People are the weakest link when it comes to an organization’s security exposure. However, skilled human beings are essential to the running of all businesses, regardless of shareholders’ demands to strip the workforce to a bare minimum to meet some outdated ideology that people-cost is a bad cost. Investing in good people and training them is the starting point for an effective corporate security posture. According to the report, 22% of attacks involved phishing, and errors were the causal events in 22% of breaches i.e. misconfiguration, meaning humans played a significant role in opening the door to an attack. Regular training is essential to combat this. With people working harder over longer hours, mistakes are inevitable; therefore, regular training to reinforce the risks and their mitigating actions is mandatory, whether your business is regulated or not.
Is your ISMS gathering dust? It’s time to brush it off and make sure it reflects your present-day situation, not that of 10 years ago
The information security management system (ISMS) is the cornerstone of an organization’s position for dealing with information security. The ISMS is the document that describes how an organization manages people, policies, controls, and systems to control corporate data, and it is a living document. Management needs to review it regularly to ensure threat mitigation policies are up to date with the current threat landscape and that controls are effective and in action. According to the survey, 17% of breaches are because of user errors, which is double the rate from last year’s report. A poorly implemented data loss-prevention system or incorrect data classification increases the risk of sensitive corporate data entering the public domain and causing reputational and financial damage.
70% of breaches were carried out by external actors, 86% were financially motivated, and 37% used or stole credentials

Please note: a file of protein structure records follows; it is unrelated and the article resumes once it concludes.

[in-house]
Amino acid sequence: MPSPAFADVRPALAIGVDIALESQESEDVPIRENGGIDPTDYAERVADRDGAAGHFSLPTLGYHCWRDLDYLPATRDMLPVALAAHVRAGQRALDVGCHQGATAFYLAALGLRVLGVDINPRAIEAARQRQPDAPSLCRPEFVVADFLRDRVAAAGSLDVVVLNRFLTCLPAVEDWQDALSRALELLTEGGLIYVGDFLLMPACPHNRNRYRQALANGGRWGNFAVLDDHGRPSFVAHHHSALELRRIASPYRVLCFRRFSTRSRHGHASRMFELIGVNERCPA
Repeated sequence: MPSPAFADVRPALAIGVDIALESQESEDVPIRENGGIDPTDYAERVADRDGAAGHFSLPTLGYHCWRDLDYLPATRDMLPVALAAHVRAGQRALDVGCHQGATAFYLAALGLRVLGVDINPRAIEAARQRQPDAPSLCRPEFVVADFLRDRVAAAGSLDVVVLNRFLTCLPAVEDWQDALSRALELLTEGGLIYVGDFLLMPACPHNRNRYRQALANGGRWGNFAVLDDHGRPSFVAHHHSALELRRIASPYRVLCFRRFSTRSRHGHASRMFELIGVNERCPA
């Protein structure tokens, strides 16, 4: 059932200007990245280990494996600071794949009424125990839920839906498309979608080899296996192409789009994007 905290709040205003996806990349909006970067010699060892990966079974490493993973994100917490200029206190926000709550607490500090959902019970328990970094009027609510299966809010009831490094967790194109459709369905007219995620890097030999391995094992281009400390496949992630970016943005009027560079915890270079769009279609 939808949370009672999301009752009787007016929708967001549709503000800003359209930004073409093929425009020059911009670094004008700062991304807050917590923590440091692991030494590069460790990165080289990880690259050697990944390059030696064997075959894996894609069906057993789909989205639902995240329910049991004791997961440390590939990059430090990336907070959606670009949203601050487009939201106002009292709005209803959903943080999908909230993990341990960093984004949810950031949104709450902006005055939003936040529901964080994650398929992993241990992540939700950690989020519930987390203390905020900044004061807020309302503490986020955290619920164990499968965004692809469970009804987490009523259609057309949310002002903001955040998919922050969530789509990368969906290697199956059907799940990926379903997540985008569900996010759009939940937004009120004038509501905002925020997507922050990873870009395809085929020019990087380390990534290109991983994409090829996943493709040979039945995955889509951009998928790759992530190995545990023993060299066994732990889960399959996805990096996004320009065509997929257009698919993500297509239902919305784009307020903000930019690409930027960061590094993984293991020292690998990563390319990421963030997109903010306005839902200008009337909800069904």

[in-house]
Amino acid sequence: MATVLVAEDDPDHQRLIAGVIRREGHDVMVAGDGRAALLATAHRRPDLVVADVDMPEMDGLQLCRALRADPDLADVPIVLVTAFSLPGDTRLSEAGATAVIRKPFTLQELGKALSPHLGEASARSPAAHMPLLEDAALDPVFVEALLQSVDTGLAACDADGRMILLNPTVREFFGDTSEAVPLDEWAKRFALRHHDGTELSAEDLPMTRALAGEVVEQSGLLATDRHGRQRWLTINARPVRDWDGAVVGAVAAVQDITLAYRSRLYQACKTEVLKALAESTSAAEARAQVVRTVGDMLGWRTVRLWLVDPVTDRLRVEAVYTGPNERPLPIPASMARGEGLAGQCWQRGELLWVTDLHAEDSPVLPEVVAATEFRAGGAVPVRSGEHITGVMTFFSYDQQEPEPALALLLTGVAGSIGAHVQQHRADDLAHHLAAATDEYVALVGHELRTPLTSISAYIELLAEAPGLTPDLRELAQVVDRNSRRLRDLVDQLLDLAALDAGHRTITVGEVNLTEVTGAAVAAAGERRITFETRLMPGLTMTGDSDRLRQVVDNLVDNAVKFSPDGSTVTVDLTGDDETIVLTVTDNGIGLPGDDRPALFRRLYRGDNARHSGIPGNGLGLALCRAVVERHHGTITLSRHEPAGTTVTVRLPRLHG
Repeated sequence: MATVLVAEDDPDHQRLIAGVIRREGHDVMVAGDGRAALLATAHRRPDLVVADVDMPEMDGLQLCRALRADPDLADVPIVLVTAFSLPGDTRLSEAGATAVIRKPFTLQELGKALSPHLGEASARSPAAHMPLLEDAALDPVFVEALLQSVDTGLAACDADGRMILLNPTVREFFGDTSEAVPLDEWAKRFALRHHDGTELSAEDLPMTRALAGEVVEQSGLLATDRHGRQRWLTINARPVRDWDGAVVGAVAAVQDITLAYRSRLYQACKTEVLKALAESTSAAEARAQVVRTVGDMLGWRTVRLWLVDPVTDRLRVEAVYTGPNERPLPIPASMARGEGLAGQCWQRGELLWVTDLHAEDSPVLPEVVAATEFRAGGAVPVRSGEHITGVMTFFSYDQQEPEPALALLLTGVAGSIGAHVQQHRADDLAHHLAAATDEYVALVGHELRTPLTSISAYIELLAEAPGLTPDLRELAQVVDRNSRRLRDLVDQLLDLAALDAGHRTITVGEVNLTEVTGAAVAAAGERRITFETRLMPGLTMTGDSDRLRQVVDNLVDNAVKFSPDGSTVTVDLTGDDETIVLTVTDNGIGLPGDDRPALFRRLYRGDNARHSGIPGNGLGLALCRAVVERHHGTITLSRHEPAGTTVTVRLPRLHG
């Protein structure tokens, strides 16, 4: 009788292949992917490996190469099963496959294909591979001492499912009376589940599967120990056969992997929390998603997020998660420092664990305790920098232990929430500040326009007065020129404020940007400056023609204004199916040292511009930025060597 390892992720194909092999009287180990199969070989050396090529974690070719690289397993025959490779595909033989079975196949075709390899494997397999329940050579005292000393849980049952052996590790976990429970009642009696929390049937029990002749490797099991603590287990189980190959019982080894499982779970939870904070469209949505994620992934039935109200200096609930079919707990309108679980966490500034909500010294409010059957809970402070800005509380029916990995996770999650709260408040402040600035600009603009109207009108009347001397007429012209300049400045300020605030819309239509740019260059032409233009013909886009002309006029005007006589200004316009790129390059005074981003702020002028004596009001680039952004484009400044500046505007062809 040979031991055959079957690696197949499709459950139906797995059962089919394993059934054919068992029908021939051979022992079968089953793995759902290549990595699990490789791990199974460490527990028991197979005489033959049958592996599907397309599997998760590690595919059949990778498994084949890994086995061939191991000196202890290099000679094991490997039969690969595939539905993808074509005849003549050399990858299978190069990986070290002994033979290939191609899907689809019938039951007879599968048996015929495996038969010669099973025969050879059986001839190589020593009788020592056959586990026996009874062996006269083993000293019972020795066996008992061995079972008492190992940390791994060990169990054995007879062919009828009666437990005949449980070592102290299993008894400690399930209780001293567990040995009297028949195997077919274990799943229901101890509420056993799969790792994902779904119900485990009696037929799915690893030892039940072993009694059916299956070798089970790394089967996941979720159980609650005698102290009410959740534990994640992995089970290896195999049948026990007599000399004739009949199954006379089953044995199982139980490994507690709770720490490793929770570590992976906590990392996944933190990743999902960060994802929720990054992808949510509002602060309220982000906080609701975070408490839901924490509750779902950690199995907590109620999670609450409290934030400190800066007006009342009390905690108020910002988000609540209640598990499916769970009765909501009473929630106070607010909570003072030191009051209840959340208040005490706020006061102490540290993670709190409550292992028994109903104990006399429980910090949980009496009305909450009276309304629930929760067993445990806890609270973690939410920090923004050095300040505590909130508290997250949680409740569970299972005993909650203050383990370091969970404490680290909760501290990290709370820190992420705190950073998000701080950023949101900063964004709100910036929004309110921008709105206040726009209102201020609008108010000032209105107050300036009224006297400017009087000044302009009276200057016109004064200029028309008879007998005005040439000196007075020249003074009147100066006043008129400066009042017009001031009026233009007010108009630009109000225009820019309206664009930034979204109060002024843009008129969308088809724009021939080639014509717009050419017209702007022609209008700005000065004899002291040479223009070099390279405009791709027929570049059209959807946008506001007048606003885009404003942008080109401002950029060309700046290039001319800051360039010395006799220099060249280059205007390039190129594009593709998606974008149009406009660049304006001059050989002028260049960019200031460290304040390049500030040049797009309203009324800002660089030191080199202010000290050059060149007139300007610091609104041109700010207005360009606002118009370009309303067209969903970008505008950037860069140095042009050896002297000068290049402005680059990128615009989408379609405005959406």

With the ever-growing complexity of the corporate network, securing technology vulnerabilities is the hardest problem to solve. Adopting a zero-trust architecture for your corporate infrastructure will help to reduce your exposure. The goal is to reduce trust in your network and increase trust in individual connections to your systems. With multi-factor authentication and advanced attribute analysis, it is possible to fingerprint a user within your network (internal and external) to ensure you know exactly who is accessing what and verify they are allowed to do so. Should a bad actor get access to your blue (DMZ) or green (internal network) zones, their ability to execute a horizontal attack, for example, jumping off the compromised node to a higher value target, is greatly reduced. In a recent Microsoft webinar about its security offerings, Microsoft stated that some financial organizations are so far advanced with their requirements for attribute fingerprinting that the technological plumbing is not even available yet to support their requirements.
The Bottom Line: Never trust. Always verify.
As our reliance on digital services increases exponentially, it is imperative that these services and the organizations providing them have the highest levels of threat mitigation in place. Working toward a connection-trusting architecture rather than a network-trusting one is a must. In this new ultra-competitive digital marketplace, customer experience and security are king. The competition will quickly overtake any organization failing on either front.